Turning Disruption into Opportunity


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For contact centers, the proverbial genie is out of the bottle. While the development and distribution of effective COVID-19 vaccines has put the global economy on track toward normalcy, the way contact centers operate—and the art of the possible—has been altered permanently. For example, agents, having been sent home at the start of the pandemic for safety purposes, have largely adapted the mindset and routines for long-term remote work success. Soon, they’ll be able to return to the office en masse. But as technology has allowed supervisors to adapt to managing a fully distributed workforce with adaptive tools for scheduling, forecasting and agent coaching, will they even want to go back to the way things were?

While the end of the pandemic may be in sight, one of the most important lessons of this experience—how to adapt quickly in the face of disruption—is one contact center leaders cannot afford to forget. Remaining flexible as customer and agent preferences continue to change can be a powerful asset to your organization. Rather than reset for “back to normal,” embracing today’s operational cornerstones can lay a strong foundation for future success.

But can contact center leaders apply these lessons, and give their organizations an edge, while avoiding many of the stressful conditions that underpinned 2020? If you’re looking to keep the benefits of rapid adaptability and flexibility, while steering clear of burnout, here are a few things to keep in mind:

Be Ready for Change
Throughout the pandemic, contact centers experienced near-constant shifts in customer preferences. As more people went on lockdown, they began to rely more and more on digital channels such as chat, text and social media, requiring agents to pivot their focus and skills accordingly. In fact, in November 2020 alone, digital interactions increased 60% compared to the previous year. With so much turbulence happening at once, customers began to see the inherent value in digital’s ability to quickly resolve issues without much headache.

But with vaccine distribution and “normalcy” on the way, don’t expect customers to revert completely to their pre-COVID behaviors. Rather, they are more comfortable with self-service, digital messaging and social media as a way to connect with brands. As a result, contact centers need to be ready for continued shifts in customer communication preferences—a hybrid of what they’ve learned and what they traditionally rely on. As such, ensure that your omnichannel strategy accounts for a dynamic mix of self-service and agent-assisted models, ready to adjust to the needs of your customers.

The New Agent Environment
Contact center agents are resilient. They’ve learned to adapt to incredible circumstances, buoying contact centers through periods of unprecedented turbulence. The lessons they’ve learned and the preferences they’ve developed, however, remain. For contact center leaders who think the next step for their business is to bring everyone back together, think twice. While some agents may be eager to rejoin their colleagues, others may find it easier to operate from home, maintaining productivity while managing a wide range of personal responsibilities.

Rather than buck against work-from-anywhere, there’s a tremendous opportunity for contact center agents to integrate it permanently into their hiring, HR and management practices. For example, remote work enables a more micro-level of control over staffing needs, leveraging the gig economy to bring in part-time agents who can even come in just a few hours a day. Or take a more blended approach, leaning on remote-enabled technology to build cohesive teams and training programs. This way, contact center leaders can turn work-from-anywhere into an unmatched advantage.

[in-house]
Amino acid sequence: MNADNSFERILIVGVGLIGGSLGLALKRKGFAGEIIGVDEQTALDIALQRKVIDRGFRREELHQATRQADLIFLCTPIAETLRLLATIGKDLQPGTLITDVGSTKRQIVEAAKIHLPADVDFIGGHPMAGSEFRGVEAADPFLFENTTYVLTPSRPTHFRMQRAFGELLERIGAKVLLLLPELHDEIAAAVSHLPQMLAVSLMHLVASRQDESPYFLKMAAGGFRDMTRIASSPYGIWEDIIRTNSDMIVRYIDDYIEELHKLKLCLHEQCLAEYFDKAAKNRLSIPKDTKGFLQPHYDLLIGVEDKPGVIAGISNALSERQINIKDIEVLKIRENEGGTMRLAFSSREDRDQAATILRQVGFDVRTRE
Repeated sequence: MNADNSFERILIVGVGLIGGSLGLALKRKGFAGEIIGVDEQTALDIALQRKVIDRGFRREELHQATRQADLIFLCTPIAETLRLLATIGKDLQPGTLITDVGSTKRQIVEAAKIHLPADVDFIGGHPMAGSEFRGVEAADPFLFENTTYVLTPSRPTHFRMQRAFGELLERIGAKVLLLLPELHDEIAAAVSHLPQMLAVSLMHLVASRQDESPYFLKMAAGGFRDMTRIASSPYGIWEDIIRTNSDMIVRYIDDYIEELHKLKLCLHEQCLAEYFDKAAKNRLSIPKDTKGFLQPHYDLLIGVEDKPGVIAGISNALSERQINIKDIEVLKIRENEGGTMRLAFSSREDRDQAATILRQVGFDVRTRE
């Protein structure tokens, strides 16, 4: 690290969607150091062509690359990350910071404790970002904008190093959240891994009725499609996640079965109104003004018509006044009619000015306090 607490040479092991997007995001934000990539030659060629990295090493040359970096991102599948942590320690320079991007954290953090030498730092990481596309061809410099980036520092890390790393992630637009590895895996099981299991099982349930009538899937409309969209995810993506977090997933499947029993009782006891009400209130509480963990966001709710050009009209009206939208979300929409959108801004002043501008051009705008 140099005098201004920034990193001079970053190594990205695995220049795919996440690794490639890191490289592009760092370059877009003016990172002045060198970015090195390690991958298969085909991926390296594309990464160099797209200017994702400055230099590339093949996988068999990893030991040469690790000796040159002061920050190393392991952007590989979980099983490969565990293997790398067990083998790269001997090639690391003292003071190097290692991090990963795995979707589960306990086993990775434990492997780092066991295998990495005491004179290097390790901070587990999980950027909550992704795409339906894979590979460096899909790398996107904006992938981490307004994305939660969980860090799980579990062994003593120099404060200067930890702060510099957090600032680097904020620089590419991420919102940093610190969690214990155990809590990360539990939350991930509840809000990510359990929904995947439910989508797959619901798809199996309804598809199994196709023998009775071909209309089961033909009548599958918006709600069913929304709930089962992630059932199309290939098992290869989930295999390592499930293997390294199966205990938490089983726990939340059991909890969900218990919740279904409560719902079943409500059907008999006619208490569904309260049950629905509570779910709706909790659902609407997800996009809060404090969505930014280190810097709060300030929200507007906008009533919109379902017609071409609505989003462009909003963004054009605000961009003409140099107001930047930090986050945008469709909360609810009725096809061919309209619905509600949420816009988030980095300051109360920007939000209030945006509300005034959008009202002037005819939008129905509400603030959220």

Anticipating Disruption
Amid nonstop disruption, consistency and reliability is now a premium asset—particularly in customer experiences. After a period of unprecedented change, contact centers will be very well-served to implement analytics and AI as an early warning system to never again be caught off-guard on the levels of upheaval seen during the pandemic. In fact, 42% of businesses cite improving contact center technology as a key investment area for 2021.

By building upon and improving their data and analytics capabilities, things like customer satisfaction, changing customer preferences, root-cause issue detection and competitive movements can all be monitored and adjusted for. However, it isn’t enough to simply have the infrastructure to understand these trends—your organization needs to be prepared to act as quickly as possible. Developing a culture of flexibility helps agents and leaders alike move in real-time, so opportunity does not go to waste.

Hybrid Tactics for a New Landscape
Success in the contact center takes many shapes and forms. But as we have collectively learned, the ground can quickly shift under our feet. Built-in adaptability prepares you and your team to be ready for optimizing performance, workforce strategy or even your service model. Disruption won’t stop, but contact centers have the power to transform what it means for their business.

Chris Bauserman
Chris Bauserman is VP, Product and Segment Marketing at NICE inContact, a NICE company. Chris has successfully driven technology strategy and go-to-market (GTM) growth initiatives for software startups and large enterprises over the past 20 years, focusing on solutions that help organizations improve customer experience. He currently leads product marketing and market intelligence for NICE inContact, a leader in cloud contact center software with the world’s #1 cloud customer experience platform.


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